To be liked

Somebody very old and wise told me more than 30 years ago “Karen, it is better to be loved or hated, over indifference”.

This gives me energy in difficult times, especially now, when I seem to inspire love, but sporadically strong hate. Still, I the feel hate more than love. Hate makes me feel I failed. I still don’t understand how people can feel so.

What is a GDPR expert?

First, there is no such thing as a ‘GDPR expert’ per se. I like to call myself a ‘GDPR Practitioner’, because this is what I do!

I do get called an expert from others, including Privasee marketing 😉

The fact, as I’ve said a hundred times, is that I know enough to know when to call in other experts in. e.g. legal, ITIL/ITSM, Six Sigma, Test data management, infosec, etc., because there is a load of work that can be done without GDPR expertise, just to get the groundwork right.

This is great, because there is no shortage of these competences, at least not on the level of GDPR competences, and well they are less expensive. Although maybe they will figure out pretty soon how important they are to GDPR compliance and start upping their rates 😉

Of course there is loads of GDPR specific work that needs to be done too, but you’d be surprised how much you could fix yourself with just a little guidance from a GDPR Practitioner 😉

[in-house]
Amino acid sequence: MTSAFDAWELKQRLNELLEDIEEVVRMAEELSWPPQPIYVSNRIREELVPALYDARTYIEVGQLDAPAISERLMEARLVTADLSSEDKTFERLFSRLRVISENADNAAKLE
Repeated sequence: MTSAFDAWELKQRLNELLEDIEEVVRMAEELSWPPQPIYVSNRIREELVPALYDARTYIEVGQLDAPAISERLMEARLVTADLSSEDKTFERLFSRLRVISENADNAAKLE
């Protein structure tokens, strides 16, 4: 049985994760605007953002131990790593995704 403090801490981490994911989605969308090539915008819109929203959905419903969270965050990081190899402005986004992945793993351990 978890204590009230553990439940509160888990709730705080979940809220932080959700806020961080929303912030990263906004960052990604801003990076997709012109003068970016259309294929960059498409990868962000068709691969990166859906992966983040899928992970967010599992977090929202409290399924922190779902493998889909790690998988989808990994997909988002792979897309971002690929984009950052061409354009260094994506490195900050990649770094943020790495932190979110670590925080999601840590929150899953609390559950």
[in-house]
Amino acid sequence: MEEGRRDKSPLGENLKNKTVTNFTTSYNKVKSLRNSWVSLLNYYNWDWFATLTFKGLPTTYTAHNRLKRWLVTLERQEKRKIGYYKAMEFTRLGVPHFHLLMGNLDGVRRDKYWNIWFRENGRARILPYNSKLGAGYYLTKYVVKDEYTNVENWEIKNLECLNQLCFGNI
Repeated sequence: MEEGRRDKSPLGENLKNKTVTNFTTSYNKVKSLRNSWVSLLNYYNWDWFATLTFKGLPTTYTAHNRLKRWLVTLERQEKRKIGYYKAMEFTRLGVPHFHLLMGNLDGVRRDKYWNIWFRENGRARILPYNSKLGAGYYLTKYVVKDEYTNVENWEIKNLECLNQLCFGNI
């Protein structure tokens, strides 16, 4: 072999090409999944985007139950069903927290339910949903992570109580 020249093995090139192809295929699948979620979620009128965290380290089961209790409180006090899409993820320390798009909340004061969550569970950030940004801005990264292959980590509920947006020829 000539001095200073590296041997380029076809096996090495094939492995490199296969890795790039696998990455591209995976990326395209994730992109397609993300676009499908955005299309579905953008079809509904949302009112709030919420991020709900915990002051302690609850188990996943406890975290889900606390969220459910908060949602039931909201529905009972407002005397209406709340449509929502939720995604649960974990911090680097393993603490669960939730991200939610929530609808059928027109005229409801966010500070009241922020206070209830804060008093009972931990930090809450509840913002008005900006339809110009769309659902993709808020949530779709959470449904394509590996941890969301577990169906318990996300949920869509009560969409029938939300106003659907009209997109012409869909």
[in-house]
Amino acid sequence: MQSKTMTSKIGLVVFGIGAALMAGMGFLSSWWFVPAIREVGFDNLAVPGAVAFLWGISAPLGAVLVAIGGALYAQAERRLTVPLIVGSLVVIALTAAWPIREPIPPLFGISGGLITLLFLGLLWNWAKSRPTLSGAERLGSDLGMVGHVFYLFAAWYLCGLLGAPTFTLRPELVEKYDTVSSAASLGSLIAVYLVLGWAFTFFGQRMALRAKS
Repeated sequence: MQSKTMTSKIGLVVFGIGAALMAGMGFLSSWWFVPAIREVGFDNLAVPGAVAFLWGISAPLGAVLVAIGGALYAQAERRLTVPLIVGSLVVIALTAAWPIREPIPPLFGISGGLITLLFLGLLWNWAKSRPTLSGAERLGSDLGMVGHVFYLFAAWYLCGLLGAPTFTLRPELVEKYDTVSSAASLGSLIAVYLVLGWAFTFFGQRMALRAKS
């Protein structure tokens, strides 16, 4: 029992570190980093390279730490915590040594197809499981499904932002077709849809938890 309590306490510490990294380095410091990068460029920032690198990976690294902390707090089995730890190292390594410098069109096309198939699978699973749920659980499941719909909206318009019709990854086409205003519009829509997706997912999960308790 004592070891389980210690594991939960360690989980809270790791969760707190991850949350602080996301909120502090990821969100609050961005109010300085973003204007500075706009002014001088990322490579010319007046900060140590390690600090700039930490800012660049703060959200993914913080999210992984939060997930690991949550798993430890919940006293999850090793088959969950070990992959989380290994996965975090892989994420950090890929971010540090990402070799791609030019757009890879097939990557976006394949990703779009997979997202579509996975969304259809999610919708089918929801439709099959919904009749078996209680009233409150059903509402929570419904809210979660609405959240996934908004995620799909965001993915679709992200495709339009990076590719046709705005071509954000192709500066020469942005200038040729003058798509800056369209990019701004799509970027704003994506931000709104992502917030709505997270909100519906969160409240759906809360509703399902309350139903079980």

CIPT training

Last week I’ve been, at the request of JUC in Denmark delivering 2 days Certified Information Privacy Technologist (CIPT) training created by the International Association of Privacy Professionals (IAPP).

It was the first time I delivered this training, previously I’ve delivered the CIPP/E, which is the privacy training specific for the EU. What I’ve noticed is that if I deliver this training to learners which are predominately business, IT and security, it works great. I do great!

On the other hand if they are pure legal, it does not work optimal. Even though I’m pretty legal savvy for a non-legal professional, legal professionals have a different mindset. They have a different focus on what is important for them, often at a legal depth, places where I’ve never been. I know enough to know when I need to call in legal, but I’m not a legal geek.

Now, delivery of the CIPT was great fun. The room was full of IT guys, and a couple of ladies, one with a legal focus, who worked a lot across business operations. As a trainer I felt that this for me was a great IT privacy training. It was a little too much US focus, of course with IAPP, but I actually had lots of fun during 2 days delivering this content. It was just an awesomely fun 2 days for us all!

GDPR for small businesses

Are you a small business? I talked about SMBs in my previous post, and also life as a startup in Privasee before this.

More and more I’m being exposed to the challenges which the small business faces with GDPR compliant.

Commonalities are that:

  1. They are using a LOT of cloud services which do not have GDPRfher-friendly approaches to privacy. One example is a headhunter which is using a service for their candidates, because they are small they are not given the option to choose where personal data is stored. In fact, in general small controllers are at the mercy of the processor.
  2. Small businesses are not following industry best practices, eg ITIL, ISO27x. This is not their fault, they probably haven’t had exposure to the benefits outside of associated costs. As a sidebar, this is a great place to start on your compliance journey, and no GDPR experts needed!